This paper is a response to the growing reference to archaeological evidence by linguists and geneticists interested in the spread of early farmers and pastoralists in southern Africa. It presents two databases. The first contains the archaeological evidence for pastoralism and farming in southern Africa, for the period 550 BC to AD 1050. This is the first time that the seven different types of archaeological evidence that have traditionally been used to identify both spread events are presented together at this scale. This was stimulated by our interest in investigating the antiquity of an early ‘Iron Age package’ relative to the spread of single archaeological traits. The analysis shows that the package appears approximately 700 years after sites containing pottery, cattle and sheep, without agriculture, appear in the drier parts of the sub-continent. It post-dates the appearance of earlier sites with pottery associated with farmers, metal-working and cultivation in the eastern half of the sub-continent. While poor preservation undoubtedly explains the absence of some parts of the package, the analysis suggests that other explanations should be considered. The second database is a quantitative, spatial study of archaeological publications on southern African farming and pastoralism for the period 1950 to 2016, covering the same geographical area and archaeological timeframe. This is presented as a proxy for research-intensive areas in attempt to show the gaps in archaeological fieldwork and knowledge.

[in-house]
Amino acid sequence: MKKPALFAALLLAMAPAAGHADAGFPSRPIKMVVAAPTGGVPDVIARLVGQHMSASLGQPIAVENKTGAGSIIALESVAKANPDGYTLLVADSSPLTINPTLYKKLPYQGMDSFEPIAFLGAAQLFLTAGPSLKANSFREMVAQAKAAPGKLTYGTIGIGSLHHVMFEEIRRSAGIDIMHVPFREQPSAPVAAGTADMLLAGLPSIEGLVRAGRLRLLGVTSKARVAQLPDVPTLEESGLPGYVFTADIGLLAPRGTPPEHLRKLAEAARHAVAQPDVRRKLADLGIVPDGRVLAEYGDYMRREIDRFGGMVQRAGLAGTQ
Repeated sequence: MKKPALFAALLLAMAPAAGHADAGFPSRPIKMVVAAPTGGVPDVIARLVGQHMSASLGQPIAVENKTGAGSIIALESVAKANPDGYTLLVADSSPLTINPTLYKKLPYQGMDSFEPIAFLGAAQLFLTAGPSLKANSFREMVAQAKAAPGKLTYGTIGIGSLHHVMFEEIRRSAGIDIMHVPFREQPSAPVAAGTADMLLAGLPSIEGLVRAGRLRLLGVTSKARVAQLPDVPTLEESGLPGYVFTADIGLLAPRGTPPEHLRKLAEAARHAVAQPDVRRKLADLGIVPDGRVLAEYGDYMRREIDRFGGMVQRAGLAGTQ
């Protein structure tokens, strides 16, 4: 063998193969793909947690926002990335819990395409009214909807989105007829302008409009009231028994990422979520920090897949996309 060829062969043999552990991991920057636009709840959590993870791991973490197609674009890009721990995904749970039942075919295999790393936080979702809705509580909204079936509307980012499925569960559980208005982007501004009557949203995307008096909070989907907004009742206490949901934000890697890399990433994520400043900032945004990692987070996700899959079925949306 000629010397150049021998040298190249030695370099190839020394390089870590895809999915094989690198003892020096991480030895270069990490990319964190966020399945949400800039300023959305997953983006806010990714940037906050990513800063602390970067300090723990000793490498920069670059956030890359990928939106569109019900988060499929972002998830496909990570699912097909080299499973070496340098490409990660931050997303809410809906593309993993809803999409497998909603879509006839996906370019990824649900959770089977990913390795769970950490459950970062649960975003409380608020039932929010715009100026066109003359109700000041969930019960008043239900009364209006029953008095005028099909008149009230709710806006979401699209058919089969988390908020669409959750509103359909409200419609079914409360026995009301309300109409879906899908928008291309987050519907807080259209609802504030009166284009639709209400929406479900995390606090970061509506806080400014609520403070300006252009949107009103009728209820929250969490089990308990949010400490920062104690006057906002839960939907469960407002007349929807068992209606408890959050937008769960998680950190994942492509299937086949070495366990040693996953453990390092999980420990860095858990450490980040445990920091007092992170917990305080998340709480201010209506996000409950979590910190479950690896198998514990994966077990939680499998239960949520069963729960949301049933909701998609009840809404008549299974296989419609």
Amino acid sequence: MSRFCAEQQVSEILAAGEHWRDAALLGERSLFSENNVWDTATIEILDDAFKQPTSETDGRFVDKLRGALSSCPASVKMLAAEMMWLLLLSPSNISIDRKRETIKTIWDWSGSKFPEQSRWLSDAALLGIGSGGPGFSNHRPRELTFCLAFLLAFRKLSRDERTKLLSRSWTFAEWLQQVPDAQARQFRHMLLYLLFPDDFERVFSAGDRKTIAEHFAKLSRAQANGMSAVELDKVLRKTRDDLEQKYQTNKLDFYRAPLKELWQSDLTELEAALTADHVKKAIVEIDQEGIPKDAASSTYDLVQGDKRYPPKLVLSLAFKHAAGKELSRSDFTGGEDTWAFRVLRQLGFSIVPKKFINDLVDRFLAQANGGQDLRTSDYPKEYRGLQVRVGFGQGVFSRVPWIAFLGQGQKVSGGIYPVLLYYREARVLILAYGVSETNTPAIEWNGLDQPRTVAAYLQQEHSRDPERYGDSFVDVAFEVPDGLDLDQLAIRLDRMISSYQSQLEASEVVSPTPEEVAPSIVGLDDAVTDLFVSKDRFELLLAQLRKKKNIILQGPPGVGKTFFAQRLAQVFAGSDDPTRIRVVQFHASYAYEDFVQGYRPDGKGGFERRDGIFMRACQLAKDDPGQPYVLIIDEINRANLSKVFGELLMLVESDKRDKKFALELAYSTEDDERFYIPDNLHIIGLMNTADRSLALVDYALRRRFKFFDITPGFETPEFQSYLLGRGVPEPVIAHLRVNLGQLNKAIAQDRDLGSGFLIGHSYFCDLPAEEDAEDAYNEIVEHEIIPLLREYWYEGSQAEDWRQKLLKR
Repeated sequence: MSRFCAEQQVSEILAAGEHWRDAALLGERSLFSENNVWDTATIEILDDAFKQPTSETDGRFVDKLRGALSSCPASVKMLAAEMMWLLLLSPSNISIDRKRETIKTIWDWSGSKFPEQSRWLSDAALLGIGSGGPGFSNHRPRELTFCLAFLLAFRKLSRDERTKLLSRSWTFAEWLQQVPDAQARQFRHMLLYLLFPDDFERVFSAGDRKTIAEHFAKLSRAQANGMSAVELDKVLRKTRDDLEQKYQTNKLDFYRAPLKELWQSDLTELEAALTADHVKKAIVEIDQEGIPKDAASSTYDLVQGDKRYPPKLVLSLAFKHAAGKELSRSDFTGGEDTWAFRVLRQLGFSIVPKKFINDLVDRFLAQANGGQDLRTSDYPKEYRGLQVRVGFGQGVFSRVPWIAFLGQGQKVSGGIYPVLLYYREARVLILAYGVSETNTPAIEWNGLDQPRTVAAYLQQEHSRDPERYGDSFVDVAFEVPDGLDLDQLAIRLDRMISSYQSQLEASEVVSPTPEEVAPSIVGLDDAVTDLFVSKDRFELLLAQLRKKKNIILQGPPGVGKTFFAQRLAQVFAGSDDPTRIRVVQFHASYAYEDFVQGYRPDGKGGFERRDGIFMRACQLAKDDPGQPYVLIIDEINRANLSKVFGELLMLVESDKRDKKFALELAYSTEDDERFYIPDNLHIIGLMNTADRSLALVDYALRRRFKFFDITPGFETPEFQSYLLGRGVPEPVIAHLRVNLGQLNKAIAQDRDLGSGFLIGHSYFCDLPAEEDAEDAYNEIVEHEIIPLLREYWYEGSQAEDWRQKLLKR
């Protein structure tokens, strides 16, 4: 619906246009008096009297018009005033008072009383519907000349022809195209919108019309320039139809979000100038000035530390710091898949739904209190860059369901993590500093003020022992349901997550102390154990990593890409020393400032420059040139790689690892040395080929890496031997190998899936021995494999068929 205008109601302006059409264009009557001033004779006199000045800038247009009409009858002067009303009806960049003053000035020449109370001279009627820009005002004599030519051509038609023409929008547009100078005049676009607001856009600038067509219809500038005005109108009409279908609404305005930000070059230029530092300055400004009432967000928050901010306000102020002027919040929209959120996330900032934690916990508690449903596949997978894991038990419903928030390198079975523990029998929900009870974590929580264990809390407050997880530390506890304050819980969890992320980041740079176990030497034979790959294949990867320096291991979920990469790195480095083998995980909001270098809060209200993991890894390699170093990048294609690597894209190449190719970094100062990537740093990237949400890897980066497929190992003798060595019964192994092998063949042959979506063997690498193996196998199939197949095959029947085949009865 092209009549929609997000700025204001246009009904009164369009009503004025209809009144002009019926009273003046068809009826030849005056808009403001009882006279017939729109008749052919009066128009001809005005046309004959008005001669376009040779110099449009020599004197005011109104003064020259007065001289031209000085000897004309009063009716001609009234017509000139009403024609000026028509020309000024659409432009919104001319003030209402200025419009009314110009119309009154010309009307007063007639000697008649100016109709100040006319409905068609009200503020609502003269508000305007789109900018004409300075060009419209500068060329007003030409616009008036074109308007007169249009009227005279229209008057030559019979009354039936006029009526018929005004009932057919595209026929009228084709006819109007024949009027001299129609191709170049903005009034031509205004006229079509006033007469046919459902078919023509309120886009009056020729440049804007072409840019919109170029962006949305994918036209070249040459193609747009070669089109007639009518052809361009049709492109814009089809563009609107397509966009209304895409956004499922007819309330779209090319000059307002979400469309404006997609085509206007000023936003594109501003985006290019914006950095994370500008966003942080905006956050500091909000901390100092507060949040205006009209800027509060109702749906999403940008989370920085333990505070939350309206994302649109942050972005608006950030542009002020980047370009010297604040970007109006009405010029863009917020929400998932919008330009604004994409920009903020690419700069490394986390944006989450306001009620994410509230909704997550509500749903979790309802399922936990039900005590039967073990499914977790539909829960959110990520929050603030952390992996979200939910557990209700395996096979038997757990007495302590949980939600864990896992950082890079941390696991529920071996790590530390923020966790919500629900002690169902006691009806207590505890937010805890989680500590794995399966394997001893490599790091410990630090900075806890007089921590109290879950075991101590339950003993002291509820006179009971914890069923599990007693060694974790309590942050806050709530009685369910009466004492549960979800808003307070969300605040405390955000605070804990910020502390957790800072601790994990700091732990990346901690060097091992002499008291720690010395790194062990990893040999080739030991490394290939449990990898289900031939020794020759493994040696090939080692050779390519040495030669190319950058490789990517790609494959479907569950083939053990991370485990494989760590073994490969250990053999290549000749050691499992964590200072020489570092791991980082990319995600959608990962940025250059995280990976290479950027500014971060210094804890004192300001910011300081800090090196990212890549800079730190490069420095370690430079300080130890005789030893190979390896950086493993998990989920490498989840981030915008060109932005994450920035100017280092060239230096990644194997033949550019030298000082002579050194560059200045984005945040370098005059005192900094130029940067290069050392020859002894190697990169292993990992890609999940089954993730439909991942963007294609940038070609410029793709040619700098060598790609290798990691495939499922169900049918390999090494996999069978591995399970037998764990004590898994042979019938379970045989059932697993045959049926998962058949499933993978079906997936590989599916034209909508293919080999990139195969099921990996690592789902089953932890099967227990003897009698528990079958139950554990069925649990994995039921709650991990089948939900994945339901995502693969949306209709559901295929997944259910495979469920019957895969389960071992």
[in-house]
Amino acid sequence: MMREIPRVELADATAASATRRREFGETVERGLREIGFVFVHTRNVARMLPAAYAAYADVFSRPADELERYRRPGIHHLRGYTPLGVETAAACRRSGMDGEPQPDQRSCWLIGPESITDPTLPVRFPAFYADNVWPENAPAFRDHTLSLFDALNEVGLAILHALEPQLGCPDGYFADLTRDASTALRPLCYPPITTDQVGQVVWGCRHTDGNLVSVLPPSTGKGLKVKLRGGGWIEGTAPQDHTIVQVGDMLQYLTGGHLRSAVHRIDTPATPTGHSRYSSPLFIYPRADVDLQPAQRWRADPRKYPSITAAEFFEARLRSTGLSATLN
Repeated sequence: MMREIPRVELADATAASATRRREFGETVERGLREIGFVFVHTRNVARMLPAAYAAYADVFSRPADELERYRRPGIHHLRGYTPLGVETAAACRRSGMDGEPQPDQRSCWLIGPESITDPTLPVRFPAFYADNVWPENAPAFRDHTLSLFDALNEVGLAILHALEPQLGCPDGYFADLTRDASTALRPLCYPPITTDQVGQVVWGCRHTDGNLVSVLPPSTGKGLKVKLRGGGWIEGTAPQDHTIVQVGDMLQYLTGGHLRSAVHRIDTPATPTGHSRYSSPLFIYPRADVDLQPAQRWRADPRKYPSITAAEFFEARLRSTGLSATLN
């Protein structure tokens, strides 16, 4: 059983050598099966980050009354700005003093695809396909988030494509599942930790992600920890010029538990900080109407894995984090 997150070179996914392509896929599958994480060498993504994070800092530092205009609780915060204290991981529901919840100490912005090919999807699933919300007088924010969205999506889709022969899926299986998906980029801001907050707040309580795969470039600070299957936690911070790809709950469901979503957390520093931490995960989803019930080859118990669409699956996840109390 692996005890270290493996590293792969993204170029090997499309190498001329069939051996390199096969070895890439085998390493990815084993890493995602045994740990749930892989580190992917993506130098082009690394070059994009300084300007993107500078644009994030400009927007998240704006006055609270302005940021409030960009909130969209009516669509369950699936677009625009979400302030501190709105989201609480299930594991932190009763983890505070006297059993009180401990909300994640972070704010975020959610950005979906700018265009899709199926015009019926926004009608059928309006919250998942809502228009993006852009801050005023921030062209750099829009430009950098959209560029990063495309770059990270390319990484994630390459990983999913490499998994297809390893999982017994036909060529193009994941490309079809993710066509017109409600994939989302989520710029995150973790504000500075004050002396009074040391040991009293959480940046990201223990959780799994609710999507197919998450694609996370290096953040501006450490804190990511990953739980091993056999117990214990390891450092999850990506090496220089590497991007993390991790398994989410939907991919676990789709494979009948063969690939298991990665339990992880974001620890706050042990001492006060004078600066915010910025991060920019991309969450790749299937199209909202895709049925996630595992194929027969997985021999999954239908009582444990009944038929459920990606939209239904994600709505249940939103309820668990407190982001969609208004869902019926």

Lander, F., & Russell, T. (2018). The archaeological evidence for the appearance of pastoralism and farming in southern Africa. PloS One, 13(6), e0198941. https://doi.org/10.1371/journal.pone.0198941